What Fenty did for cosmetics, Olowe and Teng want Topicals to do for skincare. Olowe already has start-up skills to draw from. While in college at UCLA, she co-founded beauty brand SheaGIRL, a younger sister line under SheaMoisture, alongside fellow student and former roommate Rechelle Dennis, the daughter of SheaMoisture founder Richelieu Dennis. The skincare brand was sold to Unilever as part of its Sundial Brands acquisition in 2017.
After graduating in 2018, Olowe began building Topicals. As CEO, she found a partner in Teng, who was working in clinical research at Stanford’s Department of Dermatology. Teng now serves as the Topicals chief product officer to develop and test formulas alongside a team of experts, including the head of pediatric dermatology at Stanford.
In order to cater to a customer base with varying skin tones, the founders are reexamining what are considered to be “gold standards” in the beauty industry. For example, Teng points to the use of ingredients like hydroquinone, a depigmenting agent used to lighten and “even” skin tones. However, this ingredient can be damaging to darker skin and has been linked to the permanent death of skin cells in some severe cases. Beyond the medical risk of prolonged or damaging hydroquinone exposure, Teng sayss that its use in skin-lightening products perpetuates harmful cultural ideals of beauty.
The Topicals founders also want to reshape what it looks and feels like to use products that treat chronic skin conditions. Don’t expect their branding to have an ultra-white, clinical aesthetic or frowning “before” pictures of people experiencing skin flare-ups. Instead, their first products are encased in bright, colorful packaging that reads more “boutique pop-up” than “dermatologist’s office.”
“The doctor’s office isn’t the only place that people with skin conditions live,” Teng explains. “Treatments don’t have to be focused on the medicinal all the time. People who have skin conditions are multifaceted and live in color.”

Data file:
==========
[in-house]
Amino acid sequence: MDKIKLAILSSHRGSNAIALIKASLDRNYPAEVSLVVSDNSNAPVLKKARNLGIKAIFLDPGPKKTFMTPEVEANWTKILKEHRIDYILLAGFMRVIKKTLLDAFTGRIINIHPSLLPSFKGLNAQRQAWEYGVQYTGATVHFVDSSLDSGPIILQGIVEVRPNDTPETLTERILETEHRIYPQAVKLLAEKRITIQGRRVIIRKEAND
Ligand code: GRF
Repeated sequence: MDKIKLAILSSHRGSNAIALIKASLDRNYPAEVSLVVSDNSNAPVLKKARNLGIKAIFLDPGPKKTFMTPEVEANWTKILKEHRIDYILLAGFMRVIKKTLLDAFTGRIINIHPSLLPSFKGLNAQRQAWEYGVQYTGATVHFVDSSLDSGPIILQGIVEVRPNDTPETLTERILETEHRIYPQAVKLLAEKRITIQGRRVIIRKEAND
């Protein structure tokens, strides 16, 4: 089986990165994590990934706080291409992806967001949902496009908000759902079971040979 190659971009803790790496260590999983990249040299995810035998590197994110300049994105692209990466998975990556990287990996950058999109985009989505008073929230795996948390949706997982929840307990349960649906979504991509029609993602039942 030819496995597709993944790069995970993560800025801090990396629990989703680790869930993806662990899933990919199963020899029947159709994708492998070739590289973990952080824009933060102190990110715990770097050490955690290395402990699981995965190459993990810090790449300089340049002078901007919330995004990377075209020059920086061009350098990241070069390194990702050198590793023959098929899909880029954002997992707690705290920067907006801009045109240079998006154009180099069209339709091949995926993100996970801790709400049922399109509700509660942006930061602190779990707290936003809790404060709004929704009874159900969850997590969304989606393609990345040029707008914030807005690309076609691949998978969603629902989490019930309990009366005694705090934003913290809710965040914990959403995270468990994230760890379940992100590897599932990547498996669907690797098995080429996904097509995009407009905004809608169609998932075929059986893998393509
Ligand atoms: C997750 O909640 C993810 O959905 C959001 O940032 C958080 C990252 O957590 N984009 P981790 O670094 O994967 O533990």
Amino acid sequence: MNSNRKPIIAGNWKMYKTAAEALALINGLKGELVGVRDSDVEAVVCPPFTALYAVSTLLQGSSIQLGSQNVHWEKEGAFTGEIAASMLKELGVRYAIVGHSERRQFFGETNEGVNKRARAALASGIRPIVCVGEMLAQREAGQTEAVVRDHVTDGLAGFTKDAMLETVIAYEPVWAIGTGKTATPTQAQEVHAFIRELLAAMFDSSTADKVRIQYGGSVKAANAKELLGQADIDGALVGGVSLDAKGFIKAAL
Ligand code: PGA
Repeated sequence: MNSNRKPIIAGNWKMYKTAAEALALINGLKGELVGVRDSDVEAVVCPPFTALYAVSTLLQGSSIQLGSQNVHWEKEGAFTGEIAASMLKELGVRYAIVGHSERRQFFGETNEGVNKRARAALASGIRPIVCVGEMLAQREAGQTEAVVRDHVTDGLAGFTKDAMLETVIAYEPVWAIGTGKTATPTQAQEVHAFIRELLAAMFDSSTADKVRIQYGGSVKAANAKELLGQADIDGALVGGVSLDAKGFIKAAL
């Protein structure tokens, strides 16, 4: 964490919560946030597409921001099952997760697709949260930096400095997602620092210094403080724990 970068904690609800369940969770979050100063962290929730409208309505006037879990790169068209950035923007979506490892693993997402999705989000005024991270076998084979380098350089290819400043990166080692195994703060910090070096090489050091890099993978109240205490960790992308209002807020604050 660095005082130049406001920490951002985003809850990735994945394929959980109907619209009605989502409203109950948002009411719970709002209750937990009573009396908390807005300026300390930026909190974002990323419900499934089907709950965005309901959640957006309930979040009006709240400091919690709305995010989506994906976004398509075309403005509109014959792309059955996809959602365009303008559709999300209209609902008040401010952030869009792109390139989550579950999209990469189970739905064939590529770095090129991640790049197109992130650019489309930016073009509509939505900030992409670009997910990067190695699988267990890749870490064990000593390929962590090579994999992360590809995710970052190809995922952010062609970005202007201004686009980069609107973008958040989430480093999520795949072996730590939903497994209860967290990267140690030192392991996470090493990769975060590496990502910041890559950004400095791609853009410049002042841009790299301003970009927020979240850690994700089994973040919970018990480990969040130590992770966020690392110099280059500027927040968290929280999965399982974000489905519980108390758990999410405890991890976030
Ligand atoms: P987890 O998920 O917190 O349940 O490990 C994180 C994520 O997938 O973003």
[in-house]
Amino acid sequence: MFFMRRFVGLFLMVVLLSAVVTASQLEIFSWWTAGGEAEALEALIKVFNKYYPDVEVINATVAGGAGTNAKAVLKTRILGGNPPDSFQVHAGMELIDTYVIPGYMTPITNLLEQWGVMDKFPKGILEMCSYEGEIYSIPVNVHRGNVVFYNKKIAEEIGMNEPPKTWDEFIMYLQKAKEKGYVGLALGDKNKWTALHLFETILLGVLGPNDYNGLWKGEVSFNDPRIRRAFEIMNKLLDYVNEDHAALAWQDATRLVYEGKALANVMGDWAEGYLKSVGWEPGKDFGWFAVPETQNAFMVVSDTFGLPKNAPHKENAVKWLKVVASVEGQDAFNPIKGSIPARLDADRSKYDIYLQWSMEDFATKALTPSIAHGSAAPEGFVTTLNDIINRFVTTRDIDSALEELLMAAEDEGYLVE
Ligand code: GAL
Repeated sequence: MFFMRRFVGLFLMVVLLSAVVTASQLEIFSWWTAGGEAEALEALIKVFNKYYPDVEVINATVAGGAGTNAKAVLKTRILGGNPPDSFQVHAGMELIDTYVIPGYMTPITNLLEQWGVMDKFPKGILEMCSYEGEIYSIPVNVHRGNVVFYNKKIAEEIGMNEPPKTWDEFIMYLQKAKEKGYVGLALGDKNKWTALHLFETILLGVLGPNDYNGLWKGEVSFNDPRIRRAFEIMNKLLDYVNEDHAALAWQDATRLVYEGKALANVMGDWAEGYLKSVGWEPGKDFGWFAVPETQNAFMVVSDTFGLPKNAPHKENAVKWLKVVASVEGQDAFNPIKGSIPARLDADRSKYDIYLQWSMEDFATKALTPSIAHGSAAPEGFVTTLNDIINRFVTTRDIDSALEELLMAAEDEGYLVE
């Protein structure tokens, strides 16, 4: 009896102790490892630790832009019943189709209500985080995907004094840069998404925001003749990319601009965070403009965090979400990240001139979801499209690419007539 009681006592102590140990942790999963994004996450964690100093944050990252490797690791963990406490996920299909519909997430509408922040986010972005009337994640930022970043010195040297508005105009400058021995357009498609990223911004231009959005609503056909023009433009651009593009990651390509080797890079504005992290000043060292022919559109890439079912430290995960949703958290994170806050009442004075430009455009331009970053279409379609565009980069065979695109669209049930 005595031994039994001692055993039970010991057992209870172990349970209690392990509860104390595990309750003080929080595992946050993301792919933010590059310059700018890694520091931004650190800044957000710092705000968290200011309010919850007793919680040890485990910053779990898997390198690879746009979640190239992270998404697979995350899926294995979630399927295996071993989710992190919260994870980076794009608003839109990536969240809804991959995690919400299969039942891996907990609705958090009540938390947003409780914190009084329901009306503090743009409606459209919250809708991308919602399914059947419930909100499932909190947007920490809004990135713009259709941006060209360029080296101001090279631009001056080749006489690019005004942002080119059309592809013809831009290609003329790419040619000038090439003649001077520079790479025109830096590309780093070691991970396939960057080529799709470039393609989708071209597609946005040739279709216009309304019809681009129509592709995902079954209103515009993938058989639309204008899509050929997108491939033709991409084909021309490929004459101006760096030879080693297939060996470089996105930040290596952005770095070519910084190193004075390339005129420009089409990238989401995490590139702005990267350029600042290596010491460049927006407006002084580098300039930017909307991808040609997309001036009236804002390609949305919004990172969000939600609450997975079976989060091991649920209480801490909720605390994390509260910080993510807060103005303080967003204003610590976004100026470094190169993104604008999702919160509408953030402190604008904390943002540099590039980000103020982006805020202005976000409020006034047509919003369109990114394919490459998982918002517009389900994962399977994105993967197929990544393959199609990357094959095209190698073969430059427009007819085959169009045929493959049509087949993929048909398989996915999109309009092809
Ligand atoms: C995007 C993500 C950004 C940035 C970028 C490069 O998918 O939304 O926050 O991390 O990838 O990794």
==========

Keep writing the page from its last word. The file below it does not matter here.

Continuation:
Topicals launched to the public with two products: “Like Butter,” a hydrating mask, and “Faded,” a discoloration-treating gel serum, both of which retail for under $40.
The Topicals line sold out on Nordstrom.com within hours of its launch; on their own site, inventory was snatched up within days.
Third time’s the charm
Olowe wholeheartedly believes that “everything happens for a reason,” including the Topicals twice-delayed launch.
The extra time allowed the duo to ship their very first mass product — an interactive game called “Sun, Skin and Stars” that plays like a mashup between a horoscope reading and a quiz about your personal skin concerns. For every play, the brand donates $1 to Sad Girls Club, an online community that provides mental health services to girls who don’t have access to treatment. The game raised over $10,500 in donations.
A commitment to mental health access is fundamental to the skincare brand, Teng says: People with chronic skin conditions are two to six times more likely to experience anxiety or depression. With this in mind, Topicals donates 1% of profits to various mental health organizations. To prioritize their own mental wellness, both Olowe and Teng sought therapy as they began their business partnership.
After George Floyd’s death in May, Topicals and a collection of beauty brands teamed up with Therapy for Black Girls to help sponsor 150 memberships to their virtual group therapy community. As protests followed in the weeks after, Topicals posted an educational Twitter thread about how to handle skin irritation from tear gas, which was retweeted more than 900 times.
The pair knew, in building their community, how to respond to the current events and what was naturally on the minds of their audience, much like their own.
“We’re both women of color, so we immediately shifted our energy and resources as a company to supporting the movement,” Olowe says.
With all the changes, Olowe and Teng are comfortable moving at rapid speed, meeting the needs of their community at a moment’s notice, even while staring down a once-in-a-generation world event.
The uncertainty “gave us more time to build community and home in on what we wanted to do for customers,” Olowe says. “Now, our customers feel like they have a stake in brand. They built the brand with us.”